• Endurance: Shackleton s Incredible Voyage

    Endurance: Shackleton’s Incredible Voyage
    Alfred Lansing

    The harrowing tale of British explorer Ernest Shackleton's 1914 attempt to reach the South Pole, one of the greatest adventure stories of the modern age. In August 1914, polar explorer Ernest Shackleton boarded the Endurance and set sail for Antarctica, where he planned to cross the last uncharted continent on foot. In January 1915, after battling its way through a thousand miles of pack ice and only a day's sail short of its destination, the Endurance became locked in an island of ice. Thus began the legendary ordeal of Shackleton and his crew of twenty-seven men. When their ship was finally crushed between two ice floes, they attempted a near-impossible journey over 850 miles of the South Atlantic's heaviest seas to the closest outpost of civilization. In Endurance, the definitive account of Ernest Shackleton's fateful trip, Alfred Lansing brilliantly narrates the harrowing and miraculous voyage that has defined heroism for the modern age.

  • 438 Days: An Extraordinary True Story of Survival at Sea

    438 Days: An Extraordinary True Story of Survival at Sea
    Jonathan Franklin

    “The best survival book in a decade” (Outside magazine), 438 Days is the true story of the fisherman who survived fourteen months in a small boat drifting seven thousand miles across the Pacific Ocean.On November 17, 2012, a pair of fishermen left the coast of Mexico for a weekend fishing trip in the open Pacific. That night, a violent storm ambushed them as they were fishing eighty miles offshore. As gale force winds and ten-foot waves pummeled their small, open boat from all sides and nearly capsized them, captain Salvador Alvarenga and his crewmate cut away a two-mile-long fishing line and began a desperate dash through crashing waves as they sought the safety of port. Fourteen months later, on January 30, 2014, Alvarenga, now a hairy, wild-bearded and half-mad castaway, washed ashore on a nearly deserted island on the far side of the Pacific. He could barely speak and was unable to walk. He claimed to have drifted from Mexico, a journey of some seven thousand miles. 438 Days is the first-ever account of one of the most amazing survival stories in modern times. Based on dozens of hours of exclusive interviews with Alvarenga, his colleagues, search-and-rescue officials, the remote islanders who found him, and the medical team that saved his life, 438 Days is an unforgettable study of the resilience, will, ingenuity and determination required for one man to survive more than a year lost and adrift at sea.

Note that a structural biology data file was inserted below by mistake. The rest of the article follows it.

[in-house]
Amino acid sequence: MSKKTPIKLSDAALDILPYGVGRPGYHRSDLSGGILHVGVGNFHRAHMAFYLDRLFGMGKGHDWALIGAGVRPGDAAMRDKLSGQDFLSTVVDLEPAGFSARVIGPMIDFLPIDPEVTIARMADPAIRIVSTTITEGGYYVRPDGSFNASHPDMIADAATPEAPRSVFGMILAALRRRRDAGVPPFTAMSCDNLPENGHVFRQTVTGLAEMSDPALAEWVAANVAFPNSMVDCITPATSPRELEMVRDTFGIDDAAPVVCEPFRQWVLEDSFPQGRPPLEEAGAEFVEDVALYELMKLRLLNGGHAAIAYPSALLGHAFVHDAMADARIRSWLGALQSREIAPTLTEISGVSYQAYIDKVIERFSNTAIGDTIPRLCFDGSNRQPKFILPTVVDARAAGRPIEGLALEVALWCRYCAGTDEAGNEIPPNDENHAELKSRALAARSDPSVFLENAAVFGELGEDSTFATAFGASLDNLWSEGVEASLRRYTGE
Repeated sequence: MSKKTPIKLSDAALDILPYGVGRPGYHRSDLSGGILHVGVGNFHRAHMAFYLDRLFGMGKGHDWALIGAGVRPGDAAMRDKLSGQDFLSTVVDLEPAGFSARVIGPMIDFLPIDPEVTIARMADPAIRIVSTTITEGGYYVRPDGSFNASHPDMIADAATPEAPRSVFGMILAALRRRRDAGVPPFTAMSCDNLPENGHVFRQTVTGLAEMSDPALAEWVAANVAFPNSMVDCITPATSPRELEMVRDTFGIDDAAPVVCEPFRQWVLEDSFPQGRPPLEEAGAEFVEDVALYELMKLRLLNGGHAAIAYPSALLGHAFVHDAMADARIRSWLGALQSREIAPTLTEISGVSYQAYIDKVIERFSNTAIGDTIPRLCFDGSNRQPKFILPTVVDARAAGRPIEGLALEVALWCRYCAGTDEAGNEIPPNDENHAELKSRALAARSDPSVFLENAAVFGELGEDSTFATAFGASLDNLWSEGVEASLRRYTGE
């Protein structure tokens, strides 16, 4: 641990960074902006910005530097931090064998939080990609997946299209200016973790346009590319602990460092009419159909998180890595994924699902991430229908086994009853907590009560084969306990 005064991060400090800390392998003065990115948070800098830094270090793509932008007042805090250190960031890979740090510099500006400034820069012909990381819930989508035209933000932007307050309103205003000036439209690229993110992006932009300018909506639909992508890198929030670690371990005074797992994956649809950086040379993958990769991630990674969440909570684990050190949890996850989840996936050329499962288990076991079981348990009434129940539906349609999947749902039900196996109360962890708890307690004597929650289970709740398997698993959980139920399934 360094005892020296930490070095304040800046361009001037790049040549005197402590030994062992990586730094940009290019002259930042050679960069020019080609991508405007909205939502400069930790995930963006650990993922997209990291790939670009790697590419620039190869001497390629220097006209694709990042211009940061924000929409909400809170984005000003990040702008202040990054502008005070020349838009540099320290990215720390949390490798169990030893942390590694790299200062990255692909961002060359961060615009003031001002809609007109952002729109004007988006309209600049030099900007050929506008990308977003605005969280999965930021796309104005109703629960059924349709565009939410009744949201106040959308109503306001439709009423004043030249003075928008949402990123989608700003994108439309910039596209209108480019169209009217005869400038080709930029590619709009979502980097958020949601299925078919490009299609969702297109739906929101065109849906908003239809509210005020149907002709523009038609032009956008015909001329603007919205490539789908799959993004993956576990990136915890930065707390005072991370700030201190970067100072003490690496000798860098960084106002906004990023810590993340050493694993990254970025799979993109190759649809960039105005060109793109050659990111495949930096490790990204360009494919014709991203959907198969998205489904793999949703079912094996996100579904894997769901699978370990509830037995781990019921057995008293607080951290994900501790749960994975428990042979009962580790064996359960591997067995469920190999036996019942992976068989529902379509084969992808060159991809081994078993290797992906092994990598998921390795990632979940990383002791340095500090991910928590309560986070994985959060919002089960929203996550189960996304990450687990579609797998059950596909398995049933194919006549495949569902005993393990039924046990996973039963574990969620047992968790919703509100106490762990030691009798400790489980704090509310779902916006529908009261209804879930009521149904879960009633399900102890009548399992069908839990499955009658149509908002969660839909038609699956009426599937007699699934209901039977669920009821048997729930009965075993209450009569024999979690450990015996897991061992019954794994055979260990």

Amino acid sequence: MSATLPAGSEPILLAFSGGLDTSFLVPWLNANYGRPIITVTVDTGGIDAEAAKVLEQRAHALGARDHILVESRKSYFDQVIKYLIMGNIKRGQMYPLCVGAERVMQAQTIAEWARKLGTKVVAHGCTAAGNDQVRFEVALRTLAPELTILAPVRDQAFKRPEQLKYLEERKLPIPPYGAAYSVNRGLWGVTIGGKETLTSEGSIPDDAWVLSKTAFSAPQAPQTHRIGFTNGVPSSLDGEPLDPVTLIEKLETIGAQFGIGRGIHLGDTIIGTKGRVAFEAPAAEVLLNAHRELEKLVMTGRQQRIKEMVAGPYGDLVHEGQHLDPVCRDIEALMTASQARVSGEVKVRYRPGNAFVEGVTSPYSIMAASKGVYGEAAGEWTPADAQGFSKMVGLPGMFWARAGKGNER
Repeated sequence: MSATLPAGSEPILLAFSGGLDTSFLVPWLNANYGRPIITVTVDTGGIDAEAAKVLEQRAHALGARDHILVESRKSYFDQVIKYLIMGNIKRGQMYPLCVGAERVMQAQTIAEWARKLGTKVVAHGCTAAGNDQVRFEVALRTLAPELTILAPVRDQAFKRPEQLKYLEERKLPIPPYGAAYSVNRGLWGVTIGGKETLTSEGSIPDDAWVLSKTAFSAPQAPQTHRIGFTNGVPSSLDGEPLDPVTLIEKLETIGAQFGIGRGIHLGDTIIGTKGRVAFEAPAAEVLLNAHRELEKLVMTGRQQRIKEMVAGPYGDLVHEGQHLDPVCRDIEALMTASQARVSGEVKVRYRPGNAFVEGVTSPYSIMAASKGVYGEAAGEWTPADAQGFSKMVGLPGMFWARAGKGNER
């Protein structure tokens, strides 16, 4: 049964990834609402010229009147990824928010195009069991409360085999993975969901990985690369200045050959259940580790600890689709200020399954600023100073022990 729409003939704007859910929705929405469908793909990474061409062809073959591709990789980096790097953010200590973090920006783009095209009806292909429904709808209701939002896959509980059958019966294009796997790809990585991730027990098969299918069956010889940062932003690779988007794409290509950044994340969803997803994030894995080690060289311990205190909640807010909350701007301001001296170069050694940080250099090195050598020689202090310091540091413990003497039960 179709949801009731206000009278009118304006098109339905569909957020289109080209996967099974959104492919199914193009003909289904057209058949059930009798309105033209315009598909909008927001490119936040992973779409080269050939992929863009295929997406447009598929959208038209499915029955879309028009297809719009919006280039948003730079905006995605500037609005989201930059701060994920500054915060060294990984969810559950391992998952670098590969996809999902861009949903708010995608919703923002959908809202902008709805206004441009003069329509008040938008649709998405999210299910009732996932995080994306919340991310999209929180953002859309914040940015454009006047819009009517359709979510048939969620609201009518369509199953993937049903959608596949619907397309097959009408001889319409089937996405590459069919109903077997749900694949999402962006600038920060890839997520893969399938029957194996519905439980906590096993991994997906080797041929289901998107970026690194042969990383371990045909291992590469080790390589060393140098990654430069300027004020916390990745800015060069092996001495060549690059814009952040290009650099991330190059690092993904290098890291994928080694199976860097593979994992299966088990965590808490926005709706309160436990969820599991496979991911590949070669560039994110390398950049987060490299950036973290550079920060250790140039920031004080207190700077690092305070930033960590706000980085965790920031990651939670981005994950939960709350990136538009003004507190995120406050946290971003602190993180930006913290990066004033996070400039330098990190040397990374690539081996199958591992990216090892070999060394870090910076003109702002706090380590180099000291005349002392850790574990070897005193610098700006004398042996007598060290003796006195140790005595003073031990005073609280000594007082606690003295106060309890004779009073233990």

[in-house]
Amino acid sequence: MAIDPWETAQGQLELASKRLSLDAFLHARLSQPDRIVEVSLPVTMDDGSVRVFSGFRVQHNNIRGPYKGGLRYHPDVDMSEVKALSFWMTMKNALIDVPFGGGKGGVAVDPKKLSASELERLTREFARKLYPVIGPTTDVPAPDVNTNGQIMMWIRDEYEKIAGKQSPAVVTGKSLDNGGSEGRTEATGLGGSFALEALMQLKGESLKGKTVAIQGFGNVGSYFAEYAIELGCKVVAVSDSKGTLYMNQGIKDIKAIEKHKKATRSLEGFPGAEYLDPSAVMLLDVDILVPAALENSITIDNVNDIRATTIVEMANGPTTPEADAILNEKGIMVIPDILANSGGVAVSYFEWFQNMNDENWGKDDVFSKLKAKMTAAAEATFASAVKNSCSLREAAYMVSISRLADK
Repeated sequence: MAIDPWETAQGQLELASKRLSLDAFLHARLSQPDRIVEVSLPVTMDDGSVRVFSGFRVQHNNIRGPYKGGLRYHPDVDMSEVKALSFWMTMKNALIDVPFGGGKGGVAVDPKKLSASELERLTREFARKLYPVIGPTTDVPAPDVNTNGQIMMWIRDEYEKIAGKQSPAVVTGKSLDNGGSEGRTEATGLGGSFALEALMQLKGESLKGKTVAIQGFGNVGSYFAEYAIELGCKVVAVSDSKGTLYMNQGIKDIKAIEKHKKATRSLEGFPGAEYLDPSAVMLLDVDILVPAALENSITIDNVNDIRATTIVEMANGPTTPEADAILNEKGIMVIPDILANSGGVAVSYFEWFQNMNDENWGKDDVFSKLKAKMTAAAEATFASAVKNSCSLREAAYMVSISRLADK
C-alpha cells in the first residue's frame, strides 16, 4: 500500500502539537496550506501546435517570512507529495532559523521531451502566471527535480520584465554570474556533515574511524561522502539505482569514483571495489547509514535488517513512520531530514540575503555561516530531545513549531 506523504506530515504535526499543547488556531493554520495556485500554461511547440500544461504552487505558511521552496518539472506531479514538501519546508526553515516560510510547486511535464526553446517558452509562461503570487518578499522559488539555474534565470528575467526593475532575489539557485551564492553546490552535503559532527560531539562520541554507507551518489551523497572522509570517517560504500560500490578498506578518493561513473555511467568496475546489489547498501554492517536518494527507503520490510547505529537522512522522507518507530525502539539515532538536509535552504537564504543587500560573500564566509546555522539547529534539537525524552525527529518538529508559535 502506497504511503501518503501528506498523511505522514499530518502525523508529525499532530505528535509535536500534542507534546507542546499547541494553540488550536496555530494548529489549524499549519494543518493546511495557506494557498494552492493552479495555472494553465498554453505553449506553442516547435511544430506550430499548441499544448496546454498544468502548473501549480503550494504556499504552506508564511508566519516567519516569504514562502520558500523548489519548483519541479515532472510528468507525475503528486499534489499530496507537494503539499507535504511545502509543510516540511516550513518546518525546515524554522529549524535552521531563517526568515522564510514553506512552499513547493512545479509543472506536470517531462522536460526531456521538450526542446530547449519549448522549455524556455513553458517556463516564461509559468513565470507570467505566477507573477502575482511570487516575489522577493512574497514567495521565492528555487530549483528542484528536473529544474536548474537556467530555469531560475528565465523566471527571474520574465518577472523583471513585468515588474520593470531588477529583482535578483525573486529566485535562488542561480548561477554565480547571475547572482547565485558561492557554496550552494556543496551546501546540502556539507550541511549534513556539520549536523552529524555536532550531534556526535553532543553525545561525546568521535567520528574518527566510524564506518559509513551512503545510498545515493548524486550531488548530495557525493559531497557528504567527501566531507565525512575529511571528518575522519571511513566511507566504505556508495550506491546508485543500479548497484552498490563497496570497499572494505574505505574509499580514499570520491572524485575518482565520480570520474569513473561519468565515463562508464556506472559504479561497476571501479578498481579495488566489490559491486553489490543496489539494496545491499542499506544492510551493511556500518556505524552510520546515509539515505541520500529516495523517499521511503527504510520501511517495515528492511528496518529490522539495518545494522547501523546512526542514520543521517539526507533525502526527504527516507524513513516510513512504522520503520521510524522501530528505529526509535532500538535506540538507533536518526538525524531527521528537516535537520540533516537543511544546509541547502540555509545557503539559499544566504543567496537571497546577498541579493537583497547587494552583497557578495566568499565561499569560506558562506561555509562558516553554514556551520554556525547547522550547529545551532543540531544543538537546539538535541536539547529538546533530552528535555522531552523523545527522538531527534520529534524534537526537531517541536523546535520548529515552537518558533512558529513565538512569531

• Into the Wild

    Into the Wild
    Jon Krakauer

    In April 1992 a young man from a well-to-do family hitchhiked to Alaska and walked alone into the wilderness north of Mt. McKinley. His name was Christopher Johnson McCandless. He had given $25,000 in savings to charity, abandoned his car and most of his possessions, burned all the cash in his wallet, and invented a new life for himself. Four months later, his decomposed body was found by a moose hunter. How McCandless came to die is the unforgettable story of Into the Wild.Immediately after graduating from college in 1991, McCandless had roamed through the West and Southwest on a vision quest like those made by his heroes Jack London and John Muir. In the Mojave Desert he abandoned his car, stripped it of its license plates, and burned all of his cash. He would give himself a new name, Alexander Supertramp, and , unencumbered by money and belongings, he would be free to wallow in the raw, unfiltered experiences that nature presented. Craving a blank spot on the map, McCandless simply threw the maps away. Leaving behind his desperate parents and sister, he vanished into the wild.Jon Krakauer constructs a clarifying prism through which he reassembles the disquieting facts of McCandless's short life. Admitting an interst that borders on obsession, he searches for the clues to the dries and desires that propelled McCandless. Digging deeply, he takes an inherently compelling mystery and unravels the larger riddles it holds: the profound pull of the American wilderness on our imagination; the allure of high-risk activities to young men of a certain cast of mind; the complex, charged bond between fathers and sons.When McCandless's innocent mistakes turn out to be irreversible and fatal, he becomes the stuff of tabloid headlines and is dismissed for his naiveté, pretensions, and hubris. He is said to have had a death wish but wanting to die is a very different thing from being compelled to look over the edge. Krakauer brings McCandless's uncompromising pilgrimage out of the shadows, and the peril, adversity , and renunciation sought by this enigmatic young man are illuminated with a rare understanding–and not an ounce of sentimentality. Mesmerizing, heartbreaking, Into the Wild is a tour de force. The power and luminosity of Jon Krakauer's stoytelling blaze through every page.